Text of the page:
A Work in Progress: Nepal’s Bold Bet on Federalism

Published on June 12, 2024

By John Rieger and Tracie Yang

Opening panel of the International Conference on Federalism, Devolution of Power, and Inclusive Democracy in Nepal and Asia, Kathmandu, Nepal, November 2023. (Photo: The Asia Foundation)

Less than a decade ago, after a long civil war and years of postwar political gridlock, the diverse and multicultural nation of Nepal chose a new form of government. In a decisive break with the past, the Nepali people made a bet on federalism, with a new constitution in 2015 that handed significant powers to two newly created tiers of elected government: provincial and local.

Nepal’s bold undertaking has had its ups, and also its downs—you can’t just “add federalism and stir.” Last November, with support from the Australian government and The Asia Foundation, Kathmandu University School of Law held an international conference to take a closer look at the theory, the mechanics, and the discontents of federalism at home and around the world.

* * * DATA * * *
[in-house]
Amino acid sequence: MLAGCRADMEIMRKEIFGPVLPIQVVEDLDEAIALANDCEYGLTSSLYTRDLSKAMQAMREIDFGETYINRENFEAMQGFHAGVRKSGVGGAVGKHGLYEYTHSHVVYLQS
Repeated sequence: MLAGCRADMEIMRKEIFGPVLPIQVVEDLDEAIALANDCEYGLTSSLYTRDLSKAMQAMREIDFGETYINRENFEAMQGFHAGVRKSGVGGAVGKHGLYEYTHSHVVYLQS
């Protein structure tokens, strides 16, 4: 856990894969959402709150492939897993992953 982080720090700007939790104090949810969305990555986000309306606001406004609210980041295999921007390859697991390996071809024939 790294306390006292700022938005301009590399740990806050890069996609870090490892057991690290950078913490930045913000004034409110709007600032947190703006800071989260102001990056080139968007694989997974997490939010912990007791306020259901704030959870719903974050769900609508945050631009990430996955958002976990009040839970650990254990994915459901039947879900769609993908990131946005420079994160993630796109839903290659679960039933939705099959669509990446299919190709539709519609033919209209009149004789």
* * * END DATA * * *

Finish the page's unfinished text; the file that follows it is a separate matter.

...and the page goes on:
Listen to the podcast that explores some of those questions is Professor Bipin Adhikari, founding dean of the law school and leader of the conference, and conference presenter John Warhurst, emeritus professor of political science at Australian National University.

Originally published on asiafoundation.org.

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